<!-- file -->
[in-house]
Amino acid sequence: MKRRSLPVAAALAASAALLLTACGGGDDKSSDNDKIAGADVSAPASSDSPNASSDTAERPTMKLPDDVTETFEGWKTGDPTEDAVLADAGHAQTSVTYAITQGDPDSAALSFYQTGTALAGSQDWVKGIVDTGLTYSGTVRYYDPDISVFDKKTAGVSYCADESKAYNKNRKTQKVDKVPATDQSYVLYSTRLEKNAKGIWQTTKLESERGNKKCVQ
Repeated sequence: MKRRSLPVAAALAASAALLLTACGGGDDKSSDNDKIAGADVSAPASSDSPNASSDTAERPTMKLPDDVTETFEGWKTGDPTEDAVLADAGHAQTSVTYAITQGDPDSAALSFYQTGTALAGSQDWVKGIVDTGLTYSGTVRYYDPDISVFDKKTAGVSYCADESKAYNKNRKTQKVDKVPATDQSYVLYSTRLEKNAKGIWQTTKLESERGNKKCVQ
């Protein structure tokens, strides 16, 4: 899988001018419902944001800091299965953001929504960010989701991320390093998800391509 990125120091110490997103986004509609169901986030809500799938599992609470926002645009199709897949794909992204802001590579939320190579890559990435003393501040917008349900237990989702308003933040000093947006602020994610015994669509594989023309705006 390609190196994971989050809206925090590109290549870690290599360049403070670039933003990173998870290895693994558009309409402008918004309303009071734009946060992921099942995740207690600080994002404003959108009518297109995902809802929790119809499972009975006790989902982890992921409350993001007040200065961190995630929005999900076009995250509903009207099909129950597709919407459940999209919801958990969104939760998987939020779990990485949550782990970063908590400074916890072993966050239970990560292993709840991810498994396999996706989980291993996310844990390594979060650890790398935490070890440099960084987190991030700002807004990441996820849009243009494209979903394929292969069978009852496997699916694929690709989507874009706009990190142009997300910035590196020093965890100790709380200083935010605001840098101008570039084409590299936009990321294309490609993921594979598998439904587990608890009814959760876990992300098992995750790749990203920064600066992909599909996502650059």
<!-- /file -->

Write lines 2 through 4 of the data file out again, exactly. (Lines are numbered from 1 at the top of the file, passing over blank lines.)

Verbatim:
Amino acid sequence: MKRRSLPVAAALAASAALLLTACGGGDDKSSDNDKIAGADVSAPASSDSPNASSDTAERPTMKLPDDVTETFEGWKTGDPTEDAVLADAGHAQTSVTYAITQGDPDSAALSFYQTGTALAGSQDWVKGIVDTGLTYSGTVRYYDPDISVFDKKTAGVSYCADESKAYNKNRKTQKVDKVPATDQSYVLYSTRLEKNAKGIWQTTKLESERGNKKCVQ
Repeated sequence: MKRRSLPVAAALAASAALLLTACGGGDDKSSDNDKIAGADVSAPASSDSPNASSDTAERPTMKLPDDVTETFEGWKTGDPTEDAVLADAGHAQTSVTYAITQGDPDSAALSFYQTGTALAGSQDWVKGIVDTGLTYSGTVRYYDPDISVFDKKTAGVSYCADESKAYNKNRKTQKVDKVPATDQSYVLYSTRLEKNAKGIWQTTKLESERGNKKCVQ
């Protein structure tokens, strides 16, 4: 899988001018419902944001800091299965953001929504960010989701991320390093998800391509 990125120091110490997103986004509609169901986030809500799938599992609470926002645009199709897949794909992204802001590579939320190579890559990435003393501040917008349900237990989702308003933040000093947006602020994610015994669509594989023309705006 390609190196994971989050809206925090590109290549870690290599360049403070670039933003990173998870290895693994558009309409402008918004309303009071734009946060992921099942995740207690600080994002404003959108009518297109995902809802929790119809499972009975006790989902982890992921409350993001007040200065961190995630929005999900076009995250509903009207099909129950597709919407459940999209919801958990969104939760998987939020779990990485949550782990970063908590400074916890072993966050239970990560292993709840991810498994396999996706989980291993996310844990390594979060650890790398935490070890440099960084987190991030700002807004990441996820849009243009494209979903394929292969069978009852496997699916694929690709989507874009706009990190142009997300910035590196020093965890100790709380200083935010605001840098101008570039084409590299936009990321294309490609993921594979598998439904587990608890009814959760876990992300098992995750790749990203920064600066992909599909996502650059």